Parties at the spa, treatments for stressed and time-pressed consumers, cross-cultural traditions, and a whole lot of purple — from lavender-scented treatments to mauve nail polish — are some of the trends and services that were shown off at the annual International Spa Association meeting held Aug. 16 in New York. Here are some details:
SPA-RTY: Rejuvenation at the spa need not be a solitary pursuit. "A trend we've been seeing is private events called 'spa-rtys' getting booked in the spa space — for weddings, corporate events, etc." said Lauren Clifford, a spokeswoman for the Regent Palms Turks and Caicos, which has a 26,000-square-foot indoor-outdoor facility at the Caribbean island resort.
Aspira Spa, located at The Osthoff Resort in Elkhart Lake, Wis., is also seeing gatherings of friends, colleagues, sorority sisters and even multi-generational families for group events at the spa, says general manager Lola Roeh. Roeh's recently married daughter Shannan "didn't do a traditional shower, but had a spa shower instead. Guests had a spa service, then gathered back for lunch, then had another service and got together in the whirlpool to relax."
CROSS-CULTURAL: Massage aficionados may be familiar with Thai massage techniques in which practitioners walk on their clients' backs. Miraval, a spa located in Tucson, Ariz., turned heads at the spa meeting with a demonstration of a form of Thai massage called Naga ($215, 50 minutes) in which therapist Peter Bird was suspended above his client, holding on to white silk ropes wrapped around his arms. He varied the pressure of his feet and legs on the client's muscles by using the ropes for balance and to move up and down.
"A lot of people think they're going to be sore afterwards but they're not, because the pressure is deep but soft, not sharp," said Bird, who studied the technique in Thailand and says holding the ropes makes it easy for him to balance his weight.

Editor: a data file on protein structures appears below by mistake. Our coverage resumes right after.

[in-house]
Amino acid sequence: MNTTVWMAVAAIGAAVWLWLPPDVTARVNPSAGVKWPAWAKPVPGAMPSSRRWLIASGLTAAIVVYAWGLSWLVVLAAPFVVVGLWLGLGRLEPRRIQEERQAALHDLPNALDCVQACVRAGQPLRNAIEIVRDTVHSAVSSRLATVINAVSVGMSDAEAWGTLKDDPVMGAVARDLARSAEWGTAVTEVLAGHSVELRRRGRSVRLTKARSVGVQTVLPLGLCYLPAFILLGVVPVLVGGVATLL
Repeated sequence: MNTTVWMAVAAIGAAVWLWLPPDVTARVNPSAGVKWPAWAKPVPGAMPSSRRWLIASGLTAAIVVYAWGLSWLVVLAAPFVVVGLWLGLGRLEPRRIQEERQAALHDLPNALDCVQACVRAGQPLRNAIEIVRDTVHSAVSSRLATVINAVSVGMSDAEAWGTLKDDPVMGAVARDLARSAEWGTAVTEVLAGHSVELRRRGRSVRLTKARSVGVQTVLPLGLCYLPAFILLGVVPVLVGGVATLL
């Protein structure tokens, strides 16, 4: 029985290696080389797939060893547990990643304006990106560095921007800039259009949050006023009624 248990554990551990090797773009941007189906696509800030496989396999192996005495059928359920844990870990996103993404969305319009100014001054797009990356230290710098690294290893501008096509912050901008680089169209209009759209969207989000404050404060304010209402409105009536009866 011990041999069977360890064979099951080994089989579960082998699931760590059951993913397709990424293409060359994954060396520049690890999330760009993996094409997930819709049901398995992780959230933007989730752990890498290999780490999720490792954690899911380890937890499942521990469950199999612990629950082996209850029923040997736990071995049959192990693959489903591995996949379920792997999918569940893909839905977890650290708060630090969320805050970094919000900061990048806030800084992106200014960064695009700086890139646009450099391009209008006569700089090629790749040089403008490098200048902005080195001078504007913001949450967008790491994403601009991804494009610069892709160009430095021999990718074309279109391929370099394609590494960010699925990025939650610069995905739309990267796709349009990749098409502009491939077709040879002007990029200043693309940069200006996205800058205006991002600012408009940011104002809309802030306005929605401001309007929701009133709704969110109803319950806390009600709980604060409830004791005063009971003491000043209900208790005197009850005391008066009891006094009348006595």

Kohler Waters Spa, based in Kohler, Wis., is introducing a ritual inspired by Middle Eastern hammams in which guests are robed in traditional Turkish towels called pestemals, bathed in warm water poured from a copper bowl, then scrubbed with an exfoliating mitt. "Kohler is known for water and bathing products, so this is a service that's ritualistic and water-based, offering quiet and relaxation," said Linda Machtig, Kohler's group marketing manager.
At Gwinganna, a retreat in Queensland, Australia, about an hour from Brisbane, Aboriginal influences are incorporated into a stress-reduction treatment that includes listening to didgeridoo music while the therapist shakes a rainstick and applies smooth, hot black basalt stones to the body. "We're looking to switch off the stress responses," said Gwinganna marketing manager Tracy Willis.
STRESSED AND TIME-PRESSED: In a hurry? A new facial treatment called HydraFacial available in 2,000 spas nationwide offers five procedures in 15 minutes: exfoliation of dead skin, a gentle acid peel, pore-cleaning, hydration with antioxidants and application of moisturizers and sunscreen. The treatment runs $135-$175 depending on location.
"There's no downtime, and you get instant results," said Alex Ignon, director of HydraFacial marketing. Brides-to-be can have the treatment a day before the wedding without worrying about a side effect of reddened skin.